Chinese Economic Growth Stimulates Chinese Airline Growth
Some of the world’s largest airlines are now based in developing nations. Air China has twice the market capitalization of either U.S. airline Delta or Germany’s Lufthansa. Beijing Capital overtook Britain’s Heathrow to become the world’s second busiest airport, and is now second only to America’s Hartsfield International airport in Atlanta, Georgia. Chinese airport construction and expansion is expected to increase, and China is now producing commercial airplanes in competition with Boeing and Airbus.
Economic development and the emerging Chinese middle class have spurred demand for domestic air travel in mainland China, as well as international connections between China and Asia, as well as China and the rest of the world.
Use of Air Transport in Modern China
Travel by bus and common (i.e., not high-speed) passenger train were the primary methods for travel among cities within China up through the 1990s, but since then domestic air travel has become a viable, price-competitive, commonly-chosen means of transportation for a growing portion of the Chinese population.
The State of Chinese Airlines
Most large Chinese airlines are state-owned or state-backed, although efforts have been made to make these airlines nominally private or semi-private through listings on domestic and international stock markets. While competition does exist between airlines, the Chinese government plays a significant role in the formation, regulation, and consolidation of Chinese airlines. For example, a 1 yuan promotional ticket price offered by China’s budget carrier Spring Airlines did not sit well with Chinese government officials, and was canceled not long after its introduction.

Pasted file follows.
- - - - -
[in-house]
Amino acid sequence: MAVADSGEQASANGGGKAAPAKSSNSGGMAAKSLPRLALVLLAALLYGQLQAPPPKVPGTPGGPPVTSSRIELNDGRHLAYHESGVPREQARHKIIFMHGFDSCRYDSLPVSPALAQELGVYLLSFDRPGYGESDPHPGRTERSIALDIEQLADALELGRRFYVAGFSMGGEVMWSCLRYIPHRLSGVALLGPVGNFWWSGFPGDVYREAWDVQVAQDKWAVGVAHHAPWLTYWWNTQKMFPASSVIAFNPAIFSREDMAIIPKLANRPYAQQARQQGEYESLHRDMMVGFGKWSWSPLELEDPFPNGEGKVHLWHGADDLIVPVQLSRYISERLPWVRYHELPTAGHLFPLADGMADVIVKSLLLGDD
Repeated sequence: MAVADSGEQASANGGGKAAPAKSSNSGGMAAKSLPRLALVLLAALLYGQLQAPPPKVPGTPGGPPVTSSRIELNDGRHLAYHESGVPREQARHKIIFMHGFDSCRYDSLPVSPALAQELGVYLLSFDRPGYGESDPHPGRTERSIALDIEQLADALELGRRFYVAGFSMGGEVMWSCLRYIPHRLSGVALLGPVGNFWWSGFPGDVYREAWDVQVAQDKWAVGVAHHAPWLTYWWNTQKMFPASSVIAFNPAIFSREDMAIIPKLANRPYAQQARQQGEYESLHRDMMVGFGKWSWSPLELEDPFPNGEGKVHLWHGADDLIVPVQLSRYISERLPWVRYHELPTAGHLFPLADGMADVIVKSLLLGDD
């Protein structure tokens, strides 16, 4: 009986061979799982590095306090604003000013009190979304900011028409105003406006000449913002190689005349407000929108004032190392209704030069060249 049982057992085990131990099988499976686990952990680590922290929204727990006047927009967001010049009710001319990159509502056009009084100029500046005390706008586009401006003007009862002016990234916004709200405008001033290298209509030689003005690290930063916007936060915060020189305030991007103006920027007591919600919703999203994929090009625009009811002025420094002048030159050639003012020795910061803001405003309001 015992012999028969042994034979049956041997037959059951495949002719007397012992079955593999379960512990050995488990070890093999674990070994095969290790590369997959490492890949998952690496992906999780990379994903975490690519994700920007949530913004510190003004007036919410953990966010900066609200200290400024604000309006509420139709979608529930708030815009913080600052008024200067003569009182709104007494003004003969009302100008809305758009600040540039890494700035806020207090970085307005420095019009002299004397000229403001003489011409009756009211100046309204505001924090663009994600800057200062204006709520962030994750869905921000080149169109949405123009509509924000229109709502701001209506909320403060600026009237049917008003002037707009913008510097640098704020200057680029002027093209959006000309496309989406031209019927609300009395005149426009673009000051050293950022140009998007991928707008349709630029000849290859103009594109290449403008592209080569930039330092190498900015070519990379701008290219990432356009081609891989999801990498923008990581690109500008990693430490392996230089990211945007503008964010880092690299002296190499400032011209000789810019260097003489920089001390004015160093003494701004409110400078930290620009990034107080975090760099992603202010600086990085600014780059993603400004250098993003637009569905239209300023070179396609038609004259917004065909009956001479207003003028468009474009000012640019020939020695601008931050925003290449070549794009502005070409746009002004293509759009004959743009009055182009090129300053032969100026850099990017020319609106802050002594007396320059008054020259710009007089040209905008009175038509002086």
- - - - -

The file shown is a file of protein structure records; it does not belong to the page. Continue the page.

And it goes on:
Chinese airlines have undergone and will continue to undergo rounds of consolidation, where domestic, often regional airlines are purchased by other, larger players in the Chinese airline industry. China has a few strong airlines (China Southern, Air China, and China Eastern) which occupy a significant position in both the Chinese domestic and international market.
Major Chinese Airlines
Below is information about the major players in the Chinese airline industry.
China Southern Airlines
Pinyin: Zhongguo Nanfang Hangkong
IATA Airline Code: CZ
Overview: Based in the southern Chinese city of Guangzhou, China Southern in China’s largest airline. China Southern’s website notes that “In 2009, China Southern Airlines carried 66.28 million passengers and is the 3rd largest airline in the world and 1st in Asia.”
China Eastern Airlines
Pinyin: Zhongguo Dongfang Hangkong
IATA Airline Code: MU
Overview: Based in Shanghai, China Eastern is the second largest carrier in China in terms of passenger numbers.
Pinyin: Zhongguo Guoji Hangkong Gongsi
IATA Airline Code: CA
Overview: Based in Beijing, Air China is the national flag carrier for the People’s Republic of China, and is the airline Chinese state leaders use when travelling abroad on official business.
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Sources: Atlanta Journal-Constitution, MarketWatch, Aviation Week